Read This If Yesterday, June 20th, Wasn’t Your Happiest Day of the Year #Tuesdayvibe Tuesdayfeeling #June21 #MondayMotivation

Welsh psychologist Cliff Arnall, who identified Blue Monday (third Monday of January) as the saddest day of the year, also used a mathematical formula which identified 20th June as Yellow Monday, the happiest day of the year.

Arnall created a mathematical formula to reflect the factors that make this date the happiest. The research was sponsored by Wall’s, the British ice cream maker, in 2006 to coincide with the opening of a photographic competition capturing happy summer moments.

These are the six elements he included in his formula:

  • O: The benefits of being outdoors, and enjoying outdoor activities
  • N: The connection with nature during spring
  • S:  More Socializing with friends and family
  • Cpm: Memories of positive childhood memories
  • T: The warm temperature
  • He: The anticipation of the long-awaited summer vacation

Comparing the two dates, and bearing in mind the elements of his formula, I’d agree that most people are probably happier on 20th June than on 17th January. The summer holidays, emotionally significant due to our childhood memories, are closer, the weather has improved, and the days are longer.
 
Yesterday I sent some friends a screenshot of Yellow Monday and wrote, “enjoy the happiest day of the year”. One of my friends’ reply made me think twice about what happiness means to me: She said, “I’ll try my best.”

And we started a conversation, because she’s absolutely right.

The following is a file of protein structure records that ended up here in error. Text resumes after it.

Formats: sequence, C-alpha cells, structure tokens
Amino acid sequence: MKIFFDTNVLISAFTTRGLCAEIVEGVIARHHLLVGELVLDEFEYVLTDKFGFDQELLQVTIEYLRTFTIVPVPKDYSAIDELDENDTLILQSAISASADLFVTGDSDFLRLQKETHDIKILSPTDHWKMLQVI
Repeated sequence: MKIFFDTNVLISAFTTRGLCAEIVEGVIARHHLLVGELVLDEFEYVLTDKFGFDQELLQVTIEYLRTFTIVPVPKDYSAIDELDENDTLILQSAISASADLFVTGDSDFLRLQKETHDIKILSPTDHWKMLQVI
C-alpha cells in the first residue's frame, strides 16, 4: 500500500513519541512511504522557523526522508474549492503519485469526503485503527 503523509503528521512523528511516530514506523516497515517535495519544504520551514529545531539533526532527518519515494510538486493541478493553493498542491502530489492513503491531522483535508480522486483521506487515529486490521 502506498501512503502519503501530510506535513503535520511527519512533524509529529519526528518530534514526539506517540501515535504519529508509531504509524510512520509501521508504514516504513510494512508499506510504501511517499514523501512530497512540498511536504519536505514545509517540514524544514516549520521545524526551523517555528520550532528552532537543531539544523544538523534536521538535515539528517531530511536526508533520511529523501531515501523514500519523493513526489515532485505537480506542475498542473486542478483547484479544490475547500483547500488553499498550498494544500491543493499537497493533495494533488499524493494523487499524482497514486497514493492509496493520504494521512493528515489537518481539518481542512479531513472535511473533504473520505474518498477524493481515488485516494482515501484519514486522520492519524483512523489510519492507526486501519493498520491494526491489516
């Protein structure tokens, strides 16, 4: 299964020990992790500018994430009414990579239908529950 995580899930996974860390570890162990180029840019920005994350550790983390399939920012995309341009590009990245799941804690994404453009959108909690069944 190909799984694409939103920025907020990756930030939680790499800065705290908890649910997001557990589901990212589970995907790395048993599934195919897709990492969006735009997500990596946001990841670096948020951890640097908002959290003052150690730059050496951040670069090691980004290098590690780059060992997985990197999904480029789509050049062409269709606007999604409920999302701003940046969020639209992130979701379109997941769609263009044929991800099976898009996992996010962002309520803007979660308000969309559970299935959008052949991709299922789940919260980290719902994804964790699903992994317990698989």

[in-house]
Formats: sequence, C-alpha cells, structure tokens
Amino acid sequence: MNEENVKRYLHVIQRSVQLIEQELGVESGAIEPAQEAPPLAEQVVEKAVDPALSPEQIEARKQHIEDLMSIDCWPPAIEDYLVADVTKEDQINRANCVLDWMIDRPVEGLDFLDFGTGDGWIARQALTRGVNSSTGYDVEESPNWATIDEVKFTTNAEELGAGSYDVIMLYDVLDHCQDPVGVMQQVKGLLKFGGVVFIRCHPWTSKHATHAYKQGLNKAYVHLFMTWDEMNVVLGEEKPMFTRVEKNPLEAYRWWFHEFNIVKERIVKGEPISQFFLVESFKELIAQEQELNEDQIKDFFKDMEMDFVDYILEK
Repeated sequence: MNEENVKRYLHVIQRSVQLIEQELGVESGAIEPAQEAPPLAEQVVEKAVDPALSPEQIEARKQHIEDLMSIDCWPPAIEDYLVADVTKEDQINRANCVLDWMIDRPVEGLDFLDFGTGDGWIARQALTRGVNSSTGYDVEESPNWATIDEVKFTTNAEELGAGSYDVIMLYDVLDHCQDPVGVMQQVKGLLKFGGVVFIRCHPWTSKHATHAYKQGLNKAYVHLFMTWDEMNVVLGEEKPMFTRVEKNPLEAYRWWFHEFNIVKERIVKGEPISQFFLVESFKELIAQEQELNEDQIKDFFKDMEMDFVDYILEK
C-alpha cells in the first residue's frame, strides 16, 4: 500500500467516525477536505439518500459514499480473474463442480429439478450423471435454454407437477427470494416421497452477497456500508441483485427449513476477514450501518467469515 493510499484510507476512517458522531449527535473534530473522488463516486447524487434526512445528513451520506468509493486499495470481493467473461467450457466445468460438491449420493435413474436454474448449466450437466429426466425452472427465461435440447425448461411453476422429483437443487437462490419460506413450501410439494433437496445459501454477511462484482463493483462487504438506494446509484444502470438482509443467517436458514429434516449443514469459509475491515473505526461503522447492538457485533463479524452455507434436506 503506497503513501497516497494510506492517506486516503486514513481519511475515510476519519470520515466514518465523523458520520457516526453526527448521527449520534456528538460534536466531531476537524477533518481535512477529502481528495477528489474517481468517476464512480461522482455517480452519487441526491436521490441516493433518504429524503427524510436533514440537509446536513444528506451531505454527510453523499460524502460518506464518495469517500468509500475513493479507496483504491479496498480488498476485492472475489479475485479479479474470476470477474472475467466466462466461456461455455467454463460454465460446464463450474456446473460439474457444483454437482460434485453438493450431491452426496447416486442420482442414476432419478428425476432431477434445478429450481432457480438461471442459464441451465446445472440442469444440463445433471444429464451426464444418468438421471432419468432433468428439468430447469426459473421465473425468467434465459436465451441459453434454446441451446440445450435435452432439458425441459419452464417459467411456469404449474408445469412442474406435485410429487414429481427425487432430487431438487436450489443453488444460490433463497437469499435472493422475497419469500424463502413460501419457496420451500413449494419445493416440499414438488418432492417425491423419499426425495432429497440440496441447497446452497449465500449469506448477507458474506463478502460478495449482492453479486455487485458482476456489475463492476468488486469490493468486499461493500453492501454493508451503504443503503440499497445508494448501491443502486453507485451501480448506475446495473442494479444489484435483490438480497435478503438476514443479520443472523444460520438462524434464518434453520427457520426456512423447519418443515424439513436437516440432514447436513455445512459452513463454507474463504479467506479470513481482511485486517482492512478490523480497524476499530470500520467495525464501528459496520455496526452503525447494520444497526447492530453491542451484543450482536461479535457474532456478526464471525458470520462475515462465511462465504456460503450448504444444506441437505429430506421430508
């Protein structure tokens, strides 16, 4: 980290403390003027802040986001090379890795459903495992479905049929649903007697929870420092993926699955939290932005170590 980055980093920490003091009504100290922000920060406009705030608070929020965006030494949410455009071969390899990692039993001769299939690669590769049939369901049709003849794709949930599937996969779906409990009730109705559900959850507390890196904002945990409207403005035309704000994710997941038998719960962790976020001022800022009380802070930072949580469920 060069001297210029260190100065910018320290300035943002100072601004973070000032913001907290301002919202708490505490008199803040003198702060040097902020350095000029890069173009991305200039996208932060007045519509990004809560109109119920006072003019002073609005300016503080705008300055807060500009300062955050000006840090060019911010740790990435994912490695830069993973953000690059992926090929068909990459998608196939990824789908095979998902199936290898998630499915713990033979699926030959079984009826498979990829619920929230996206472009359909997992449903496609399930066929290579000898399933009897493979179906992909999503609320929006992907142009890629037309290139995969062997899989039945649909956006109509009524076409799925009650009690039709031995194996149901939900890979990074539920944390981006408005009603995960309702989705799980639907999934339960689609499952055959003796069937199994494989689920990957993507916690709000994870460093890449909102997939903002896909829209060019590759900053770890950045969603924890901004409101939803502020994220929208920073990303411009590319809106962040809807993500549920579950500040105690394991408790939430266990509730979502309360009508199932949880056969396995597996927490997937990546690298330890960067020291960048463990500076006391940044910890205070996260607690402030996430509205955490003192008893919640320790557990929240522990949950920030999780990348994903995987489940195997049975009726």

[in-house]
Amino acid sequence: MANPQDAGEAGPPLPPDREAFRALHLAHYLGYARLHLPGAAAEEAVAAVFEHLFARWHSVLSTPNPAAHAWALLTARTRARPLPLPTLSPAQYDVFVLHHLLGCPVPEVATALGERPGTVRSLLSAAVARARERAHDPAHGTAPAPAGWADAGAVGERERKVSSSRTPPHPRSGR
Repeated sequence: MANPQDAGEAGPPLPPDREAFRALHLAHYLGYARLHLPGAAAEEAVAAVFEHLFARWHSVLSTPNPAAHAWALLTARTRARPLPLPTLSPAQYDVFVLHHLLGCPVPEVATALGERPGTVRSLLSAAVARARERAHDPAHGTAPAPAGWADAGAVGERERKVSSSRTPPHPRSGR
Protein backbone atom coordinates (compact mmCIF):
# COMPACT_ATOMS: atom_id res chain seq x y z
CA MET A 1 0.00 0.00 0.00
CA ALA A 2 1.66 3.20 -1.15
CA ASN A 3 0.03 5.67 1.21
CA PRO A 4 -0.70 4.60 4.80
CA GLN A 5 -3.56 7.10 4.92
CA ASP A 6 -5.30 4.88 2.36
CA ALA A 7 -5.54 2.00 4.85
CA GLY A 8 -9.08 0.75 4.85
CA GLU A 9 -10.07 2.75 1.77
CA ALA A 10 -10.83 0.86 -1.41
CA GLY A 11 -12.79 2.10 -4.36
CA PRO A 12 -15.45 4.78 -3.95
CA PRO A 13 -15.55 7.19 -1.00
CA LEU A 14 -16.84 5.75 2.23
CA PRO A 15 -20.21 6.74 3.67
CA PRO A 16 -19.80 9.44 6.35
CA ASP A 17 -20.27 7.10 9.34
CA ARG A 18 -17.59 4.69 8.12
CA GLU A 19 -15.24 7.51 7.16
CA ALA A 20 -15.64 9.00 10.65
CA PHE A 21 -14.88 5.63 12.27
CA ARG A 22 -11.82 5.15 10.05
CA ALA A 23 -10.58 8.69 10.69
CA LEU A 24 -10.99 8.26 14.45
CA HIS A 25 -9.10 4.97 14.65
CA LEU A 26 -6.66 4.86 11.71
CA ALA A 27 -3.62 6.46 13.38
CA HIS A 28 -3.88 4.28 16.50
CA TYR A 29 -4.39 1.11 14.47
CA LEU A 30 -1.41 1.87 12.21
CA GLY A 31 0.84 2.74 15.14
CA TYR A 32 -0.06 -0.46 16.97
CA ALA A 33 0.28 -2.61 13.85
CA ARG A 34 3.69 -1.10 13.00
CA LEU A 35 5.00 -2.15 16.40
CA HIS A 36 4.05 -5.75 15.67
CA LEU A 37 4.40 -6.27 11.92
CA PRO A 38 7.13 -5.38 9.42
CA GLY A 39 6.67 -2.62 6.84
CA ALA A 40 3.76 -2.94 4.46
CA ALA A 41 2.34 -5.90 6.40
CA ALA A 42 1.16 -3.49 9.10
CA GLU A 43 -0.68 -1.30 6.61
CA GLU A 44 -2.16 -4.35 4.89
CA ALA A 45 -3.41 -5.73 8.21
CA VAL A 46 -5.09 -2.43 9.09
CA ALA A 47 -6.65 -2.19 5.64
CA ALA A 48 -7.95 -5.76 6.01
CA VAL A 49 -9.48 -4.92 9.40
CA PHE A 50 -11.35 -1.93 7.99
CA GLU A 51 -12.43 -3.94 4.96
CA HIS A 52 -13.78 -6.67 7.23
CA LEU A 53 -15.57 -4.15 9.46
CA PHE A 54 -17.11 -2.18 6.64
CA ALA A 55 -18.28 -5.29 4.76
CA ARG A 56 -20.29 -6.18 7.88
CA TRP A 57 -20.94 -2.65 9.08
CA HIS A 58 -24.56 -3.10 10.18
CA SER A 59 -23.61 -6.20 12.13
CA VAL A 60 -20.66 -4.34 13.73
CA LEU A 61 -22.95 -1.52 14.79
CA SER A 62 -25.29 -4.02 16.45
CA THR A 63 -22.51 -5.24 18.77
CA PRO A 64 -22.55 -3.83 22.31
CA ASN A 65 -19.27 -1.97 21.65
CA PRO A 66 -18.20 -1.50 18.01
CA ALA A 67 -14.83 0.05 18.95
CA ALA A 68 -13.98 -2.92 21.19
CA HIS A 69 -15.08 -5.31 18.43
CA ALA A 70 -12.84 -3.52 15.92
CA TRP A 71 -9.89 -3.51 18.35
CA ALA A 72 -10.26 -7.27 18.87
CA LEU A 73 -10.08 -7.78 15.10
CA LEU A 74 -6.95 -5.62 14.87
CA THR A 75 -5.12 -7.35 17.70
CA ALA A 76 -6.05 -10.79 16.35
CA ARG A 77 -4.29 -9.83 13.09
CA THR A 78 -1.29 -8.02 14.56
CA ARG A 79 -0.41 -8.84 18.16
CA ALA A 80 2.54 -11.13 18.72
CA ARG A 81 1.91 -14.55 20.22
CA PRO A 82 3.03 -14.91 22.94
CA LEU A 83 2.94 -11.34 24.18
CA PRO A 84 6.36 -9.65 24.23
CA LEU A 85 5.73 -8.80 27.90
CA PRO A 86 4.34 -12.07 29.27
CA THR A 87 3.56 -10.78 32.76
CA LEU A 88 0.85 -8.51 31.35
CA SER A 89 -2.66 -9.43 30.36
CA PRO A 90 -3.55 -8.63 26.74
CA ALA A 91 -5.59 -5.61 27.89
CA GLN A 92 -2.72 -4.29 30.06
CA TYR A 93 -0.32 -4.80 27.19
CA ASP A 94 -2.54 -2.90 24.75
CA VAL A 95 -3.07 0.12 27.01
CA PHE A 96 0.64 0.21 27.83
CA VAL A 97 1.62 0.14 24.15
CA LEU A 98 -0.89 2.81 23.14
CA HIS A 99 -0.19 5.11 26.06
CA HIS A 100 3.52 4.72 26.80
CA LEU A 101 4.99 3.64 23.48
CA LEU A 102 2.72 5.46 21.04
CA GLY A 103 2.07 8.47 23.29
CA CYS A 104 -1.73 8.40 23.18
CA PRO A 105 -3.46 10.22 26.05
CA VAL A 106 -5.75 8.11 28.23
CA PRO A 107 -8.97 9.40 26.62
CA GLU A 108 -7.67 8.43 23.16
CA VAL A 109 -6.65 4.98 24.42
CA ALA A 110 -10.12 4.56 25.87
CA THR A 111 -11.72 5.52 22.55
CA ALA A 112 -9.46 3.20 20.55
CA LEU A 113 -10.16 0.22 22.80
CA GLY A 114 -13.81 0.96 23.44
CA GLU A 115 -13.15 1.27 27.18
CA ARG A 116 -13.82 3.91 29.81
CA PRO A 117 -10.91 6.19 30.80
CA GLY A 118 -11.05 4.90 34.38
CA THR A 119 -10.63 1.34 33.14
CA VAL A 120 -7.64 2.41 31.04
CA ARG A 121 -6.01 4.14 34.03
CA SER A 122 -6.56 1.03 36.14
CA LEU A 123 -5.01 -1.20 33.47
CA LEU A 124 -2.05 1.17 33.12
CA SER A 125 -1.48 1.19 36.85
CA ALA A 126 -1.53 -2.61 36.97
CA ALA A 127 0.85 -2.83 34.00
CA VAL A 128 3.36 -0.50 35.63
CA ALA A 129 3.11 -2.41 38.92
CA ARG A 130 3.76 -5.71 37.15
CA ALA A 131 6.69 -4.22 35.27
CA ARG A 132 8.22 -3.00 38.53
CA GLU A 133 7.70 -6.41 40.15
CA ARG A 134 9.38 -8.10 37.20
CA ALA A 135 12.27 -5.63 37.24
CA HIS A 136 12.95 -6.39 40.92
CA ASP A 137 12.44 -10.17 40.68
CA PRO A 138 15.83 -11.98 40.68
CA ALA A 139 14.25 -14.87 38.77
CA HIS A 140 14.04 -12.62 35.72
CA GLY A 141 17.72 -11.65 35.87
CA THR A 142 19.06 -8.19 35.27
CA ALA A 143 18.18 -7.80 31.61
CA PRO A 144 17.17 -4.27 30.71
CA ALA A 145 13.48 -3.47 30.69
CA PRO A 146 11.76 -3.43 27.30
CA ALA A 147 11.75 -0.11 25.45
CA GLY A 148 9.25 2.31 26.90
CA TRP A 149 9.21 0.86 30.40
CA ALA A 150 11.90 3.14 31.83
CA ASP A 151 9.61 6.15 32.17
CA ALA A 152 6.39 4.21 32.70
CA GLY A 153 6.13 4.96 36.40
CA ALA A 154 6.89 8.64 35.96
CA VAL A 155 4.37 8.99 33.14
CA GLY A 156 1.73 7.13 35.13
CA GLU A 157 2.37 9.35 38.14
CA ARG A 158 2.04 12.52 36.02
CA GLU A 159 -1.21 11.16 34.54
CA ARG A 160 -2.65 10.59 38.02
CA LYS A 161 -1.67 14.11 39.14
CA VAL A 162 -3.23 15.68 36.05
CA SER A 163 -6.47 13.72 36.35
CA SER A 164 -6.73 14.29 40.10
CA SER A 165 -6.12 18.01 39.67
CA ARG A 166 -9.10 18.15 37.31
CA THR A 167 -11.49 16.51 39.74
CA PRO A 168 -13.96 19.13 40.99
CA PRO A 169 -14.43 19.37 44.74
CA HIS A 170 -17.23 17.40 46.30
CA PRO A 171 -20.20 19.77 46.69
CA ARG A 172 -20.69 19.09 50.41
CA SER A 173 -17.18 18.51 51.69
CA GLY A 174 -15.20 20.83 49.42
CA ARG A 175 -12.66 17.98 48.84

We often imagine happiness as something that appears out of the blue, suddenly, and although that may occasionally occur, that isn’t how happy moments usually happen.

We came to the conclusion that we have to actively create happy moments in our lives, as often as possible, embrace them, and bottle them up as wonderful memories.

We should plan to do things we enjoy and make an effort to enjoy the things we have to do.

I took this photo early this morning.

The secret is to make sure we indulge in as many elements of his formula as we can as often as we can:

Go for a walk somewhere in nature. Take photographs of the sea, a tree, a blade of grass, a cloud, or a wildflower. Plan for an outing.

Contact or better still see someone you love face to face or on social media. Plan to meet up.

Do something you love. If you love even if it’s just for half an hour. Watch an episode of your favourite series, read a chapter of a book you love, or read a poem or two. Plan to do something you enjoy during the week.

Allow yourself to enjoy every little moment. You deserve it!

Life is all about the little-big things; hugging my grandchildren, chatting to those who live far away of whatsapp or other social media, reading an engaging novel or an enlightening personal growth book, making a delicious meal for someone I love, taking a pretty photograph, messaging a friend on her birthday, complimenting someone, going for a walk, singing my favourite song in the shower, watching youtube shorts by my favourite speakers, and the list could go on…

I’m happy today, because of hundreds of little-big things I relish in doing, and I’ll make an effort to be just as happy tomorrow, because I believe happiness is an attitude, not a fleeting feeling.

This is a special week for me. I’m on granny duty.

Today I’m happy because I took my granddaughter to school, after dressing her up as a butterfly for a school show, then I had a delicious coffee in a bar and a chat with my husband, then I cooked meat balls for lunch, which my grandkids love, in between I wrote this blog post, and this afternoon I plan to do many more fun things, because I choose to enjoy every little moment.

Let’s make every day the happiest day of the year enjoying the little big things in life and making them happen!

Share some of today’s happy moments in the comments!

Update, June 2022. Time Flies!